Small States, the Pacific and Indigenous Peoples at the UN

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Peter Fraser, Prime Minister and Minister of External Affairs; Chairman of the Delegation from New Zealand, signing the UN Charter at a ceremony held at the Veterans’ War Memorial Building on 26 June 1945.

Small states on the UN

New Zealand with its 4.5 million people, is considered a small state on the UN and there are considerable challenges of small state diplomacy as well as shared opportunities for strategic cooperation.

 

Only one in seven small states was present at the signing of the United Nations Charter. Today, UN’s membership is dominated by small states, and New Zealand sits right in the middle.

The Pacific

Small states often benefit from regional and geographic groups and the coordination and burden-sharing mechanisms offered by group membership.

The Pacific Small Island Developing States (PIDS) is one of those mechanisms and a distinct group of developing countries in the Pacific facing specific social, economic and environmental vulnerabilities.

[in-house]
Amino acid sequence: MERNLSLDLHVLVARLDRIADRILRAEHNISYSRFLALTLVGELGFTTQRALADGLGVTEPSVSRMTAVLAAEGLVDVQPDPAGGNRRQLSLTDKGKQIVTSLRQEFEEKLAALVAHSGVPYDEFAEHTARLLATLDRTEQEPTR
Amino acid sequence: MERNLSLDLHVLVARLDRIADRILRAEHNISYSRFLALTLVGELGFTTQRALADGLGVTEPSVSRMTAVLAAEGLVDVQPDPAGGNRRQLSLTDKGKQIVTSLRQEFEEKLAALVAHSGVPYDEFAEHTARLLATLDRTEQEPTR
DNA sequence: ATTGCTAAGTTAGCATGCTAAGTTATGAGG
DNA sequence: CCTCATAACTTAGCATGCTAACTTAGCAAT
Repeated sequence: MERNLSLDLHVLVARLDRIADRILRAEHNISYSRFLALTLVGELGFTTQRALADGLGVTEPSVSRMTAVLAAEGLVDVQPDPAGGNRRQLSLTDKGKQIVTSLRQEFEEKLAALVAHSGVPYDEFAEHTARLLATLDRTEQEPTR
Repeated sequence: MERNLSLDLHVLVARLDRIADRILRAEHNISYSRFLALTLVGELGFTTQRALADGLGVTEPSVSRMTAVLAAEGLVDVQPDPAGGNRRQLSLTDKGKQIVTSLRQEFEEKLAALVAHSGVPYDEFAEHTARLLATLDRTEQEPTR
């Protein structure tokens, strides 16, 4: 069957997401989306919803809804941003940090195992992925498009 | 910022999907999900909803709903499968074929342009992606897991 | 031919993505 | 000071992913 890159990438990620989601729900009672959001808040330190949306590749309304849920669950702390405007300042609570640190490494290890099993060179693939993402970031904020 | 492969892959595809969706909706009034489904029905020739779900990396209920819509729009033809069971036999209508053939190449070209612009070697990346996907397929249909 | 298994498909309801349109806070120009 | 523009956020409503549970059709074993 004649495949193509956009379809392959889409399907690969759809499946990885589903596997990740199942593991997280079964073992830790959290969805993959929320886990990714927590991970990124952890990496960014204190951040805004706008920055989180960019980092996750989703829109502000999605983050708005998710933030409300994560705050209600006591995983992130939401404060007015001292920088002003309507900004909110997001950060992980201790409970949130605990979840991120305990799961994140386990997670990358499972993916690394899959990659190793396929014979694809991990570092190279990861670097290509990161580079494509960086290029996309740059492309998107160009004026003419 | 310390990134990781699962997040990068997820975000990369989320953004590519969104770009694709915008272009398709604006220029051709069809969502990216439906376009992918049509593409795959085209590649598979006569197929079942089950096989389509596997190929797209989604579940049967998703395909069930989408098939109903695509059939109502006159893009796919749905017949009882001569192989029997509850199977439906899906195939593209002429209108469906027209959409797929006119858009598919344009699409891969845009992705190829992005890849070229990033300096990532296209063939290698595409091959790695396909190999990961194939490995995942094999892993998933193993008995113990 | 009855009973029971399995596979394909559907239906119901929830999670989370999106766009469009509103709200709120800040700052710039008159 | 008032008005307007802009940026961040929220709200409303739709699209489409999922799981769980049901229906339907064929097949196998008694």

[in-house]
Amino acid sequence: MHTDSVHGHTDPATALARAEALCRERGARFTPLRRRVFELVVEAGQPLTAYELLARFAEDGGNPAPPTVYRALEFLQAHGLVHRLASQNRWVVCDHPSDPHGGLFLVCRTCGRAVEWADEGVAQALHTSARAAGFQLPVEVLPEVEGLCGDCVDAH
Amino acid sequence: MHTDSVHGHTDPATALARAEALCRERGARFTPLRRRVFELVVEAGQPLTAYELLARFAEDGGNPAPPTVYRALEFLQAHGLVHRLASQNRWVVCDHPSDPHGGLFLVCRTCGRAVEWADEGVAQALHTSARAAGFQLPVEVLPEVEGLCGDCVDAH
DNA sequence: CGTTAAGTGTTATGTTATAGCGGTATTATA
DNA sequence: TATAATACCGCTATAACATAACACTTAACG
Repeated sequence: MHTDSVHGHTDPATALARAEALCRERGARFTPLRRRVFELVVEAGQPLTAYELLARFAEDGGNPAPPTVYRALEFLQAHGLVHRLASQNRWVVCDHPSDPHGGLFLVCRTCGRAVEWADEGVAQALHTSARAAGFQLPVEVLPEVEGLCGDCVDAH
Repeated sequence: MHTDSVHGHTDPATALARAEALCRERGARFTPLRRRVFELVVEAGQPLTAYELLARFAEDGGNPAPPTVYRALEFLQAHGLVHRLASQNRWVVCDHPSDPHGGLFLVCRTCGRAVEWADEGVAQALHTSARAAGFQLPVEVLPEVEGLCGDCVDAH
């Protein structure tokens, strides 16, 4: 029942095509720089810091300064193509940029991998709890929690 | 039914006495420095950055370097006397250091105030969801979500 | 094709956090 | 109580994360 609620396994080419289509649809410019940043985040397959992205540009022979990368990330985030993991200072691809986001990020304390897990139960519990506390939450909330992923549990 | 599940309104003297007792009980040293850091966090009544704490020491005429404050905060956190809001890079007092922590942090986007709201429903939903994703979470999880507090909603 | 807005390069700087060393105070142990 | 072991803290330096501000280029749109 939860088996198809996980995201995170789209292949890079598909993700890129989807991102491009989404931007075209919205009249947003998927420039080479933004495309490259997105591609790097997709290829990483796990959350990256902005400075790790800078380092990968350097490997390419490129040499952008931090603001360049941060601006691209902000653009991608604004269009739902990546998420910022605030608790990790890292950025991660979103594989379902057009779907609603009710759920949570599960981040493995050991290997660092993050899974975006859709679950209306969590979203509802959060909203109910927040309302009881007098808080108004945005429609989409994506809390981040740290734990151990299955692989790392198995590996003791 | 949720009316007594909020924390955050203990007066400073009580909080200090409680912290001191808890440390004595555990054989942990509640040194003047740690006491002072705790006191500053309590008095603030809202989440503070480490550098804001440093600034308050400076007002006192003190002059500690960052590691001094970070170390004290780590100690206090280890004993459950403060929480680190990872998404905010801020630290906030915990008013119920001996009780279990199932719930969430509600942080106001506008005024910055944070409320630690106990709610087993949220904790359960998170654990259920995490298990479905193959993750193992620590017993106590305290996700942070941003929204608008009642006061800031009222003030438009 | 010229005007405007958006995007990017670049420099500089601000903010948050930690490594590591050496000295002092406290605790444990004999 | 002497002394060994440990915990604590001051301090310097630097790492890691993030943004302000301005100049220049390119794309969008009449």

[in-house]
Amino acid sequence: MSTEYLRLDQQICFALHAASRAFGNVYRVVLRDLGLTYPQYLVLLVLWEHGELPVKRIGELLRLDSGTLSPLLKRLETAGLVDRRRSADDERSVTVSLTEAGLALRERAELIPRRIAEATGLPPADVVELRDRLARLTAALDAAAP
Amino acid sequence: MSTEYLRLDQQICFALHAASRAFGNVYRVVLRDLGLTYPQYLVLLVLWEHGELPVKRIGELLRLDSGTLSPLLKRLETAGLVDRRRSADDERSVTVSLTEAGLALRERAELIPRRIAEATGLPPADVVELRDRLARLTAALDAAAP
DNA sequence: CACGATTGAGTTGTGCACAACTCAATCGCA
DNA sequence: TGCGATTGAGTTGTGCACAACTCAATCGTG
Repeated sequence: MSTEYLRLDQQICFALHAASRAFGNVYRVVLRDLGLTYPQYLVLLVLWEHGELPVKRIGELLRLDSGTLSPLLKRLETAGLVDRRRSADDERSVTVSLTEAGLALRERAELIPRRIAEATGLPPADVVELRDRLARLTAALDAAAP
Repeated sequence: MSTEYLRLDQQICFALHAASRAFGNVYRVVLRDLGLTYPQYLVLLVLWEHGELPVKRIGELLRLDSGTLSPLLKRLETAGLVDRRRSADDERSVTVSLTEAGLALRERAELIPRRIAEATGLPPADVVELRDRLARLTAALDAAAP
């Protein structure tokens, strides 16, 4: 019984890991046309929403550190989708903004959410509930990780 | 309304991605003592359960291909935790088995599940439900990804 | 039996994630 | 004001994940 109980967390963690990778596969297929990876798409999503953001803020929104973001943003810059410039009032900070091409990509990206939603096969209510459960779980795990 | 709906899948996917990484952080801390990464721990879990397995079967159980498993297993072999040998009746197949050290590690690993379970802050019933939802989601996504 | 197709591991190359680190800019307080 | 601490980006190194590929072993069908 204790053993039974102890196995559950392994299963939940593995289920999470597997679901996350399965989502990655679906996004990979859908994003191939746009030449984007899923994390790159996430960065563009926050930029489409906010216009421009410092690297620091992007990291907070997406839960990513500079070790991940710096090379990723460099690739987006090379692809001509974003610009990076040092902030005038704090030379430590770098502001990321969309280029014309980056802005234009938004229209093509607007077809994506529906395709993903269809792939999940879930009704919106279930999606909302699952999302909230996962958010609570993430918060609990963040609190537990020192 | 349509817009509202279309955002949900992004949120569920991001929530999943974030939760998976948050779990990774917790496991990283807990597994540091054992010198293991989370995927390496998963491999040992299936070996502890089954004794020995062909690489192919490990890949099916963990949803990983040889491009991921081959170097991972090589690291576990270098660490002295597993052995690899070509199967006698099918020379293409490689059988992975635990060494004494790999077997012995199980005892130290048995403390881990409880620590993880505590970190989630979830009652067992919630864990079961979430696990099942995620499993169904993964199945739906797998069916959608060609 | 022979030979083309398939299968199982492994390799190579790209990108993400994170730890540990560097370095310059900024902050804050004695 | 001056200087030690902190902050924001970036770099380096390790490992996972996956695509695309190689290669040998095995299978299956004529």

It was established in 2007 and has been a particularly effective negotiator on climate change. 

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The Pacific Islands Forum (not to confuse with PIDS) is a political grouping of 16 independent and self-governing states, and includes New Zealand.

Indigenous Peoples

Indigenous, or who we also often refer to as native or first peoples are arguably among the most disadvantaged and vulnerable groups of people in the world today. The UN recognizes that special measures are required to protect indigenous people’s rights and maintain their distinct cultures and way of life. 

 

The Permanent Forum on Indigenous Issues is an advisory body to the UN on indigenous issues related to economic and social development, culture, the environment, education, health and human rights. It is made up of 16 members taking into account diversity and geographical representation. 

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